Note # 1: Not all those who wander are lost…
Many of us relate to this symbolically, it’s even part of my tattoo, but Tolkein’s famous quote from Lord of the rings really hold true for the people of Dharma Valley. They are the migratory Rang tribes also known as Bhotias (The six categories of Bhotia tribe are: Rang, Johari, Tolcha, Marcha and Jad)…they are Indo Tibeteans, of mixed ancestry, and are hardy cheerful people. They speak excellent Hindi, are educated; and even the remotest village boast of a doctor or engineer in each family thanks to the government reservations and facilities. I was happily surprised to see that albeit living in such remote and inaccessible terrain, they understand the value of an education, have taken advantage of it, and are prosperous.
They are migratory because of the patterns of the weather. As a cold bitter winter sets in, it makes the Dharma valley inhospitable, so they leave their high altitude dwellings to come down to the town of Dharchula or other villages; and as the summer sun warms the valley and melts the snow, they trek back up to the village, cattle, luggage, provisions and babies in tow. These treks can take from 4 to 5 days one way.
It inspires me. To live this life of transition. I for one, try and live out of a suitcase as much as possible. All my things can be packed into a suitcase and a bag of books. In the last five years I have bought a guitar, a bookshelf, and a cupboard as a possession (the latter three in the last few months by my mom). It’s nice to live simple and sparse. Keeps the thoughts clear, helps see the many possible futures, and of course no baggage. Something also to do with our cavemen days I’m told, when physical objects could potentially block our view of predators. Or it’s something to do with my nomadic life living in different army cantonments, making new friends, adapting, shedding, adding, and an early understanding that everything is temporary.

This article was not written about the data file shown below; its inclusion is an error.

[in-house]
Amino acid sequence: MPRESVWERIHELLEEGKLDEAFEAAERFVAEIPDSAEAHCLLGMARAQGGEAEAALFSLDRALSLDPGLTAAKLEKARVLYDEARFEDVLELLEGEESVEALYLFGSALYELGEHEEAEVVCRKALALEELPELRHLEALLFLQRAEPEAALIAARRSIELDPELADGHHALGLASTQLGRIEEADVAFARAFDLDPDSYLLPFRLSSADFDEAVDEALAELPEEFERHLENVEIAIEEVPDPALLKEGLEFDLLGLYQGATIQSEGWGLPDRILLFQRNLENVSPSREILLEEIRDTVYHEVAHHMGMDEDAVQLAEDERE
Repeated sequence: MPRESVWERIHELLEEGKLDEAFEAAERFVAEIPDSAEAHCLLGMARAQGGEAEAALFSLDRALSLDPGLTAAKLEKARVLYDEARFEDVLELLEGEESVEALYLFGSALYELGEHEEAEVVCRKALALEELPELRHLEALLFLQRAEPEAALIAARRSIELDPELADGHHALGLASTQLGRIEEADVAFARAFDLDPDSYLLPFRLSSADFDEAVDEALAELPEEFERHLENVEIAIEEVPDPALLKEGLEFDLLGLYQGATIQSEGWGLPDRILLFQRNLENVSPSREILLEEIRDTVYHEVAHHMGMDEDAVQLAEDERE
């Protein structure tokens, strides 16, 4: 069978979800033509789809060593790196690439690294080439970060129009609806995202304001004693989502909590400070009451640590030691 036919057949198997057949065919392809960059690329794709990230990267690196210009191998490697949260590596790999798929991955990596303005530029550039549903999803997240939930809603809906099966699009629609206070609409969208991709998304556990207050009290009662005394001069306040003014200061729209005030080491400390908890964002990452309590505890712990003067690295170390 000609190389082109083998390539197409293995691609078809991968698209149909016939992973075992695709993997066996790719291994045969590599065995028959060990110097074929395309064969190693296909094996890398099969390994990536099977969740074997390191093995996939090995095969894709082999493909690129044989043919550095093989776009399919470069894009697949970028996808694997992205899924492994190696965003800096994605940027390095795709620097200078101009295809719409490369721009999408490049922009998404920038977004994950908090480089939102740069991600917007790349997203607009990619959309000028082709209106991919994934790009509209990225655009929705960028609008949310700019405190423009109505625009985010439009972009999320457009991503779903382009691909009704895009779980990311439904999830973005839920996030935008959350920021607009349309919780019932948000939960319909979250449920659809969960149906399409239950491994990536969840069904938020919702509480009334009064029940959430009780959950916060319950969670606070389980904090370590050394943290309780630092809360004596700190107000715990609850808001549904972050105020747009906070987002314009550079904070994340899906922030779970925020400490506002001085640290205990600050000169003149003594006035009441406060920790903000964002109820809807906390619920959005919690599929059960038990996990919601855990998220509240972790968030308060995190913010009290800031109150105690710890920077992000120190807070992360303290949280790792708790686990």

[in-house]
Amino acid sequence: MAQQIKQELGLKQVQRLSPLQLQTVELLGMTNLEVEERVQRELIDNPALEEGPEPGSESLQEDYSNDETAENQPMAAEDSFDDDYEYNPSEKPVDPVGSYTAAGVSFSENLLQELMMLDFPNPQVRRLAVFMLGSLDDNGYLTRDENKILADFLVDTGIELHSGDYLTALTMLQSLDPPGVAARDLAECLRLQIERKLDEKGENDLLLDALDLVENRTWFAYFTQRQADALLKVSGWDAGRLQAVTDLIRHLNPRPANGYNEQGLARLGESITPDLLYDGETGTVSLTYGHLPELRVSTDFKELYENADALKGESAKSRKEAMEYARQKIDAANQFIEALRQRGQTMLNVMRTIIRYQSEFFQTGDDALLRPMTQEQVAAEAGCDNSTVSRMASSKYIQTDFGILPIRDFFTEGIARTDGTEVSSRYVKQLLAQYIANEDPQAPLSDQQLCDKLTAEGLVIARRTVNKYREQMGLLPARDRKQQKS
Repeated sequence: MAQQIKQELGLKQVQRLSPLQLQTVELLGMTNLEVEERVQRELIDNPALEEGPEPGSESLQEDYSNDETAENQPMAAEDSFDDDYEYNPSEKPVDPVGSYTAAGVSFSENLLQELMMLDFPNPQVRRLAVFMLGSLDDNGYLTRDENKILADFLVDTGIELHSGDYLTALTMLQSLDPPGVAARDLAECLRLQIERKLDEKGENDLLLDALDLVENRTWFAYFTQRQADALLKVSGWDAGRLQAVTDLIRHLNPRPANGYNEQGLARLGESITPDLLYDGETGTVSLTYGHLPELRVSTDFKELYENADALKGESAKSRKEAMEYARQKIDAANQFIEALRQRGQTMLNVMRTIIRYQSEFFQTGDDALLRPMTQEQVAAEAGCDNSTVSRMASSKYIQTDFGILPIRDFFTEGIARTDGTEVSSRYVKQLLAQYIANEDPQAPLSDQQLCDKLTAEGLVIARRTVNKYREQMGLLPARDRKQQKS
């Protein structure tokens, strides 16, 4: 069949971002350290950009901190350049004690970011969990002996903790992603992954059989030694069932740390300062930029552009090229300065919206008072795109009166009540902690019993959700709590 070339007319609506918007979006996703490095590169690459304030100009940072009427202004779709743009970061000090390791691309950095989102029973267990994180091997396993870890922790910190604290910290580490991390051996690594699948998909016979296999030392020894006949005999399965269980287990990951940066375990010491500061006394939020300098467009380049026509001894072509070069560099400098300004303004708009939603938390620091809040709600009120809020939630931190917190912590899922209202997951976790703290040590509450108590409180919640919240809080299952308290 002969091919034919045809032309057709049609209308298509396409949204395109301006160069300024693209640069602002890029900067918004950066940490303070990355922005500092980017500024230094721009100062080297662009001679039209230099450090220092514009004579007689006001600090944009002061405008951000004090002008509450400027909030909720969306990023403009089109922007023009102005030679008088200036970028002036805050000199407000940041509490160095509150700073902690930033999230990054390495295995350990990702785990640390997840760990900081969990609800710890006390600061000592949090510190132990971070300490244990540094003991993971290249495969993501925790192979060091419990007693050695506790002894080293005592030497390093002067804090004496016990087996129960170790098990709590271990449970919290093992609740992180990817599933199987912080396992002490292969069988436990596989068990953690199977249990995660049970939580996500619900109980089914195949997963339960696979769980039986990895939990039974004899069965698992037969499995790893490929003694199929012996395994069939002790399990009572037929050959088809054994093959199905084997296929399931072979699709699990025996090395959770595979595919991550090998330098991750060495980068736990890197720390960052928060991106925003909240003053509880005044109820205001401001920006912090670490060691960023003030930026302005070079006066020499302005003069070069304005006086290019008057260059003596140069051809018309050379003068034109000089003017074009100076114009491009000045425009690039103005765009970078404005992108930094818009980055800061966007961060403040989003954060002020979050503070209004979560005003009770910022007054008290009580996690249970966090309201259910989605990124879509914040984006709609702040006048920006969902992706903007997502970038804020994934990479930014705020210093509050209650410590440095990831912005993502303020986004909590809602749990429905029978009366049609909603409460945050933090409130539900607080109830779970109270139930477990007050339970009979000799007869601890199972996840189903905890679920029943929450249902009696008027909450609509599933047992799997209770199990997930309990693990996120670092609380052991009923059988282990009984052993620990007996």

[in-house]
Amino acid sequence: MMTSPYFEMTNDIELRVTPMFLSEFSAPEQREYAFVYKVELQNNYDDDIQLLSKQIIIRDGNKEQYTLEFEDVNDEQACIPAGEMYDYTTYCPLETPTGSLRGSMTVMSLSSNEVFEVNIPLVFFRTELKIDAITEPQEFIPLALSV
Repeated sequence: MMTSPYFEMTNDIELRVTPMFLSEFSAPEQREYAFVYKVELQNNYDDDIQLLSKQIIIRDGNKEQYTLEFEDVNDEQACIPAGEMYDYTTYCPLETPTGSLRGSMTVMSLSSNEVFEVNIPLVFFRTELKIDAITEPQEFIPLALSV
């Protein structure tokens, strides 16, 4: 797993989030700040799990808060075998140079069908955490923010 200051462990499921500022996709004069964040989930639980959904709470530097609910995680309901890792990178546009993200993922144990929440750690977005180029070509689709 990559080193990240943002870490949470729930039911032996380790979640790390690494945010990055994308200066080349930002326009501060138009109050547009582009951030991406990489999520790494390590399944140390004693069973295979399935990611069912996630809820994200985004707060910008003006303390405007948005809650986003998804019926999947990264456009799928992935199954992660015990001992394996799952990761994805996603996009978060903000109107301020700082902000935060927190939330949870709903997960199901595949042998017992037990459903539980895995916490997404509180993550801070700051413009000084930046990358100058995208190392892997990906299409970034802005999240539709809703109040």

Summer is also the time to plough fields, sow buckwheat and potatoes and tend to livestock… and to trade. Dharma valley is situated in the Pithoragarh district of Uttarakhand and is inhabited by a population of 1000 spread over 12 small and remote villages inaccessible by road. Before the Indo China wars they were thriving on trans-Himalayan trade of legal goods like salts, raw material, wool, etc. and illegal trade of animal parts and other such. Post the war in 1962 the legal trade came to a stop rendering the otherwise prosperous villagers without much. But the illegal trade survives. The borders of Dharchula are very porous and a hop skip jump over the river will land you in Nepal. And further ahead there are passes into Tibet. The ITBP (Indo Tibet Border Police) is vigilant but more can be done for stopping trade in animal part and poaching.
Summer season is time to collect the ‘KEEDA’ or the caterpillar fungus. This creature thrives in the alpine slopes once the snow melts. It is a fungi spore that enters a caterpillar and devours it and turns the caterpillar into a fungus. There is high demand for it the Chinese medicine market and a kilo of this is prices at Rs. 4 Lakhs to Rs 5 Lakhs. this is how it looks...iv copied it from the internet to give you a more graphic morbid picture:)
So Keeda collection is big for all families. I am told that this fungus produces strong steroids and many hinted that the success of Chinese athletes in the past decade has something to do with this as this is one steroid that is not detected in human test samples. Well it’s alleged so; I haven’t done any investigations to prove it
This is a thin line….where my values and beliefs conflict with my empathy for human survival. I do empathize that 4 lakhs could mean a fortune to this people and ensures them smiles throughout the year…but yes I do feel this is wrong not only for its illegal, but when going Keeda collecting, they also hunt Himalayan bear for its Bile and other smaller animals to trade in the Chinese medicine market. So not all but maybe some of us who wander are kinda lost…